Tuesday, November 8, 2011

Dungeons and Dragons

In the middle of our last East Coast trip, Lindsay Greene spearheded an activity that I believe will transform our road experience from here on out.

He suggested we start playing Dungeons and Dragons.

Neither Dave nor I had ever gotten into role playing before because, um, we're not total nerds. Just kidding (kind of). Well, I did play D and D once, but I've never immersed myself in the land of enchantment and elves and trolls and wizards and warlords and all things vaguely Tolkienish. Lindsay had played some back in the day, but had pretty much forgotten what the deal was. But it seemed like a fun way to pass the time, as well as a good excuse to by many different dice of many side types. We have now, traveling with us, 4,6,8,10 and 20 sided dice. Or dyes? Or die? Who knows? Probably a more exoerienced D and D player than I.

Anyway, we haven't bought a 100 sided one...yet.

Speaking of dice, according to the Players handbook, it's bad form to touch another players' dice. In the baby bus, this knowledge has only led to much giggling and touching of other people's dice.

So Lindsay procured a players handbook and a Dungeon Masters handbook and we all started in on the game without any real knowledge as to what we were doing.

And what are we doing? In a word? Math.

Dungeons and Dragons is basically one extended addition and subtraction session. You start by creating a character, which is basically quantifying as many qualities as one can. Strength. Charisma. Fortitude. Stealthiness...this list goes on and on. And for novices like us, it seems like it takes FOREVER. Because in addition to these suddenly quantifiable qualities there are all these variables.  Want to buy some armor? Cool. What kind would you like? Well, the leather will give you a plus 1 in Armor Class, but won't do much against magic or large melee weapons, while the Chain Mail will give you a plus 4 in Armor Class but will give you a minus 3 in Stealthiness. And what powers do you want? The  Flourishing Pierce will only deal damage to your opponent on if you roll a twenty sided die over your enemy's armor class and then roll and eight sided die plus add you strength modifier and the square root of your age plus half your shoe size.

Or so it all instructions seem to read to novices like myself and Dave.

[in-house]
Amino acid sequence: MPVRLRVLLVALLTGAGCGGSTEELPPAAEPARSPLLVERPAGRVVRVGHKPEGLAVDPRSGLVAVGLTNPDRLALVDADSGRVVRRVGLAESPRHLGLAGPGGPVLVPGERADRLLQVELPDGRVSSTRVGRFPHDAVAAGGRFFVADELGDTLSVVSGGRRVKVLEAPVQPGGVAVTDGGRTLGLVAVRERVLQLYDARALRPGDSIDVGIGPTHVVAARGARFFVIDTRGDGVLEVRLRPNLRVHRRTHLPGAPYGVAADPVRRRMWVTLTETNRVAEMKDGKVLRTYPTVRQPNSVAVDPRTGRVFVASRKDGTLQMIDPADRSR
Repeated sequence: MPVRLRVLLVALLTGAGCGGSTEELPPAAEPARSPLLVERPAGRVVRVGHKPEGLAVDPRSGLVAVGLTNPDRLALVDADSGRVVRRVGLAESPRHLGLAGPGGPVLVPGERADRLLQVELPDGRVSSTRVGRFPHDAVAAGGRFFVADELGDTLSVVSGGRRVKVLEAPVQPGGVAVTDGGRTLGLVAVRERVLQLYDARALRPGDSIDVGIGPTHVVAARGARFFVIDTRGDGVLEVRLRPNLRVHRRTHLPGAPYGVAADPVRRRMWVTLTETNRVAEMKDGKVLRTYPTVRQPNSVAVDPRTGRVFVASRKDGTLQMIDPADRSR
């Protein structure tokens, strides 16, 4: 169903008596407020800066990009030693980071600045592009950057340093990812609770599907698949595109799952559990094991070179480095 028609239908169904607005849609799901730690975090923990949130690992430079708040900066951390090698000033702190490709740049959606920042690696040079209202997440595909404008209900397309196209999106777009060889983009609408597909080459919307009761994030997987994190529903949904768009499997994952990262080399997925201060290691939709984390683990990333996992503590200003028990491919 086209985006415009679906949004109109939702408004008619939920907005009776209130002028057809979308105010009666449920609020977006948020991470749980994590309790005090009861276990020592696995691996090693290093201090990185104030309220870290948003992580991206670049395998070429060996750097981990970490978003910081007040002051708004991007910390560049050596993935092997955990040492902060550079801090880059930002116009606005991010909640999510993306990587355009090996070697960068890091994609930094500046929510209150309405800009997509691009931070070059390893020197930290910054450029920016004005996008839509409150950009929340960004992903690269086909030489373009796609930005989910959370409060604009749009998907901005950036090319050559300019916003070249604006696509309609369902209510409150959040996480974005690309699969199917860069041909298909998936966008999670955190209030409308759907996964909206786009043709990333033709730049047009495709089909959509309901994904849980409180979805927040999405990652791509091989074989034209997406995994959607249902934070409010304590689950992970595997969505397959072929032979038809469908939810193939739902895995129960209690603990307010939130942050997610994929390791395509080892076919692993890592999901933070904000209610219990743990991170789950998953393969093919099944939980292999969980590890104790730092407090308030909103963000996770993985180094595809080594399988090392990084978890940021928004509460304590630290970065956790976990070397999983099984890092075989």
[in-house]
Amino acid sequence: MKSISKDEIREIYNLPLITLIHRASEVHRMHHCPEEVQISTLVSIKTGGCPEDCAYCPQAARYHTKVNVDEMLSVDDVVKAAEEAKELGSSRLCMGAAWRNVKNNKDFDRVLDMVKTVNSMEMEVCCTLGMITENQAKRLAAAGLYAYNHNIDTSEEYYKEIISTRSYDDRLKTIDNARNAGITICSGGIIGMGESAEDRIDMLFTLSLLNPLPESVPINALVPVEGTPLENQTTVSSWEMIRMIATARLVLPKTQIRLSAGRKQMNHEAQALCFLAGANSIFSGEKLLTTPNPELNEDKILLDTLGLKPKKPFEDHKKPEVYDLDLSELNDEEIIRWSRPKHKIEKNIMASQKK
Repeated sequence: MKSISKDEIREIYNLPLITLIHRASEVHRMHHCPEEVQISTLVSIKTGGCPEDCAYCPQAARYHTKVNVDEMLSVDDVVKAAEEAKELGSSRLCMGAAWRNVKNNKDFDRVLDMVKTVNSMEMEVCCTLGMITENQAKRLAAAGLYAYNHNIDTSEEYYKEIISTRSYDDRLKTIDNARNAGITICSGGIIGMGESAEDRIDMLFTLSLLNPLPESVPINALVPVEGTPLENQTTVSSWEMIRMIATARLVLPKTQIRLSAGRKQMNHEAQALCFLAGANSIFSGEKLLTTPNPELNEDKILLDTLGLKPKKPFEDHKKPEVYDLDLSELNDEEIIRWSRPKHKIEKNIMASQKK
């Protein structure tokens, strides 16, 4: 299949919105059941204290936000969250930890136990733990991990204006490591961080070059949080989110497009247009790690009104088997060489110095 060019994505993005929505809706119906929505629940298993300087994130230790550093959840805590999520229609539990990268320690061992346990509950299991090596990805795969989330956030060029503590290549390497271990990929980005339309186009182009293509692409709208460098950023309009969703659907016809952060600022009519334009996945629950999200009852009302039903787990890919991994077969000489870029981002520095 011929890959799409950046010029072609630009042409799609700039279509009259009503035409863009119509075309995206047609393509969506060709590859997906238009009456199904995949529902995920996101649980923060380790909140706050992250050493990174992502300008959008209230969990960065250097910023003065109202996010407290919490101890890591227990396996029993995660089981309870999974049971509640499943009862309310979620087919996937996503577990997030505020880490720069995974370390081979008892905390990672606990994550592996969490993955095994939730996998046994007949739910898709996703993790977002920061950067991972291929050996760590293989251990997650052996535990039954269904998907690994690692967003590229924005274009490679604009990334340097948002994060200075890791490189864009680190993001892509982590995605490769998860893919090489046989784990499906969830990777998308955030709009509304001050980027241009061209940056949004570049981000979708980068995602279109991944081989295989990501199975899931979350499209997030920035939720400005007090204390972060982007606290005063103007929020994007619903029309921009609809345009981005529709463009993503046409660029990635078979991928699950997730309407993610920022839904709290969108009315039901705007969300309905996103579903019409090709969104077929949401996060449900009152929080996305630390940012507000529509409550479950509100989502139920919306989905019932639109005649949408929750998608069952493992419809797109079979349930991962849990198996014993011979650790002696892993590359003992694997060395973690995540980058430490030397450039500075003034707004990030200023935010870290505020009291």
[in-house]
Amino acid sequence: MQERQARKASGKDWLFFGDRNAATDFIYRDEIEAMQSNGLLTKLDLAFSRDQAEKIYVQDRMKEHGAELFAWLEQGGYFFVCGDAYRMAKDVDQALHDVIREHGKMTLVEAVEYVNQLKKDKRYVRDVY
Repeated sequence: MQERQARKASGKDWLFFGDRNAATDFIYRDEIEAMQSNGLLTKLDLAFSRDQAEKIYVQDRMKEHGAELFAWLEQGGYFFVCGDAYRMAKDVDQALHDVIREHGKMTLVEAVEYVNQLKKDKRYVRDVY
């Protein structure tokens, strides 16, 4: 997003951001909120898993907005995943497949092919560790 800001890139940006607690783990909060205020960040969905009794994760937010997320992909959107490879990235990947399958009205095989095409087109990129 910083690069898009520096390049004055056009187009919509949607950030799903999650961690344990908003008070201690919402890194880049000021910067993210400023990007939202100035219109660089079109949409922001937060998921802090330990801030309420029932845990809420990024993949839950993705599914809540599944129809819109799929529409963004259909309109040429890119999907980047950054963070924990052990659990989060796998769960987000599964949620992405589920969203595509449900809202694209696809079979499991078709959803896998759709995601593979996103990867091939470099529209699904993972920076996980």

As a woman playing a game made by boys for boys, I was struck by how much these character creations lacked, despite their mind boggling complexity. For instance, there's no quantifier for love, no modifier for friendship. This is kind of weird considering the game is built around the idea of group play. You would think that fighting and defeating multiple magical foes would create a strong  bond between the members of a roving band of magical adventurers. And it would stand to reason that the longer you adventured, the stronger the bond would be, and that this would provide everyone with individual as well as group strength. Unless of course, someone broke ranks and sided with the enemy.

But there's no betrayal index. No anger modifier.


Anyway, despite some (to me) glaring shortcomings, Dungeons and Dragon ended up being really fun. It transformed the long car rides from drudgery to be dreaded, to fun times to be looked forward to. Many pre-D&D mornings, Dave would start to count down the miles as soon as he started driving. That's rough when your traveling 350 miles. But post-D&D we were all psyched about going out and searching for treasure, or fighting Giant Rats, or doing whatever Dungeon Master Lindsay had in store for us. We got excited that we could use our character voices, which inevitably included bad British accents and words like henceforth. We even included Lisel (when she wasn't watching a movie or napping) as our official dice roller. Is there anything cooler that rolling many dice of many sides? No. The miles just flew by.

And now we're a little hooked. We have some at home games planned, and we'll definitely be rocking exploring some Dungeons and slaying some Dragons on our next big trip. Are we giving into nerdiness, or just admitting our already existing inner dorks?  Who cares?  It makes the road more fun, and that's good enough for me.


Anonymous said...

For even more true nerdiness, try RuneQuest, which ends up being the basis for Call of Cthulu - an interesting twist because you a re a regular human, and sanity is involved. "A monster comes out" means you might faint, or run away, as opposed to nonchalantly joining the fray. You got hit with a baseball bat by a cultist - high chance of death... I can lend you that if you want. - Sam Hovland, nerd

EMQ said...

It sounds intriguing! Much more true to life as I probably would actually faint if I encountered a monster. I would love to borrow it sometime, or maybe we could get the kids together and you could run us through it!

cindyred60 said...

Princess Red of BunnyLand welcomes you to the quest!